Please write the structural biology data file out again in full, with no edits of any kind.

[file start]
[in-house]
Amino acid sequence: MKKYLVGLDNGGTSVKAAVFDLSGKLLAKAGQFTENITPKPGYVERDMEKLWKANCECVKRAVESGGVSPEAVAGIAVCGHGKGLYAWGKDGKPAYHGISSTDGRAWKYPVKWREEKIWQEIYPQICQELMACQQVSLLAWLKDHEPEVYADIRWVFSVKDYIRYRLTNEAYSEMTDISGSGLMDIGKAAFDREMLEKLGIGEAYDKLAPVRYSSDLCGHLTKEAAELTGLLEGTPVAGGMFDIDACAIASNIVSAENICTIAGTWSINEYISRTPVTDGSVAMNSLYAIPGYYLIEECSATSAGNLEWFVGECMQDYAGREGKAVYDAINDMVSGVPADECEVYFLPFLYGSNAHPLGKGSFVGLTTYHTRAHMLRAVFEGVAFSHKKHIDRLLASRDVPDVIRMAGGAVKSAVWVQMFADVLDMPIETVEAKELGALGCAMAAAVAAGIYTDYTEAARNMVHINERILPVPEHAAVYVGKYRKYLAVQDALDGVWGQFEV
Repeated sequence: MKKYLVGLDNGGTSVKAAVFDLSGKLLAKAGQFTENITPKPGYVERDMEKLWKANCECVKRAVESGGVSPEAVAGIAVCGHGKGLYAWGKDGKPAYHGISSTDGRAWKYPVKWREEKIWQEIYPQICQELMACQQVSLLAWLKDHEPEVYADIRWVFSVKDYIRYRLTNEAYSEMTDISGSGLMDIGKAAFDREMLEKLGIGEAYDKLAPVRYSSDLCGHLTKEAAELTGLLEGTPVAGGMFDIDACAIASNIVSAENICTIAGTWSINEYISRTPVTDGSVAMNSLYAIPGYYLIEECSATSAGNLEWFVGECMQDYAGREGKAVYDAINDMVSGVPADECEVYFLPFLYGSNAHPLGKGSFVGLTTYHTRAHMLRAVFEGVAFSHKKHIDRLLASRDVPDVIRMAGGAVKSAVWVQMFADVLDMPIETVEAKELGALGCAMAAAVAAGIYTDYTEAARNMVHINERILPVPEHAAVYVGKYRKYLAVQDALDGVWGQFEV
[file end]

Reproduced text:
[in-house]
Amino acid sequence: MKKYLVGLDNGGTSVKAAVFDLSGKLLAKAGQFTENITPKPGYVERDMEKLWKANCECVKRAVESGGVSPEAVAGIAVCGHGKGLYAWGKDGKPAYHGISSTDGRAWKYPVKWREEKIWQEIYPQICQELMACQQVSLLAWLKDHEPEVYADIRWVFSVKDYIRYRLTNEAYSEMTDISGSGLMDIGKAAFDREMLEKLGIGEAYDKLAPVRYSSDLCGHLTKEAAELTGLLEGTPVAGGMFDIDACAIASNIVSAENICTIAGTWSINEYISRTPVTDGSVAMNSLYAIPGYYLIEECSATSAGNLEWFVGECMQDYAGREGKAVYDAINDMVSGVPADECEVYFLPFLYGSNAHPLGKGSFVGLTTYHTRAHMLRAVFEGVAFSHKKHIDRLLASRDVPDVIRMAGGAVKSAVWVQMFADVLDMPIETVEAKELGALGCAMAAAVAAGIYTDYTEAARNMVHINERILPVPEHAAVYVGKYRKYLAVQDALDGVWGQFEV
Repeated sequence: MKKYLVGLDNGGTSVKAAVFDLSGKLLAKAGQFTENITPKPGYVERDMEKLWKANCECVKRAVESGGVSPEAVAGIAVCGHGKGLYAWGKDGKPAYHGISSTDGRAWKYPVKWREEKIWQEIYPQICQELMACQQVSLLAWLKDHEPEVYADIRWVFSVKDYIRYRLTNEAYSEMTDISGSGLMDIGKAAFDREMLEKLGIGEAYDKLAPVRYSSDLCGHLTKEAAELTGLLEGTPVAGGMFDIDACAIASNIVSAENICTIAGTWSINEYISRTPVTDGSVAMNSLYAIPGYYLIEECSATSAGNLEWFVGECMQDYAGREGKAVYDAINDMVSGVPADECEVYFLPFLYGSNAHPLGKGSFVGLTTYHTRAHMLRAVFEGVAFSHKKHIDRLLASRDVPDVIRMAGGAVKSAVWVQMFADVLDMPIETVEAKELGALGCAMAAAVAAGIYTDYTEAARNMVHINERILPVPEHAAVYVGKYRKYLAVQDALDGVWGQFEV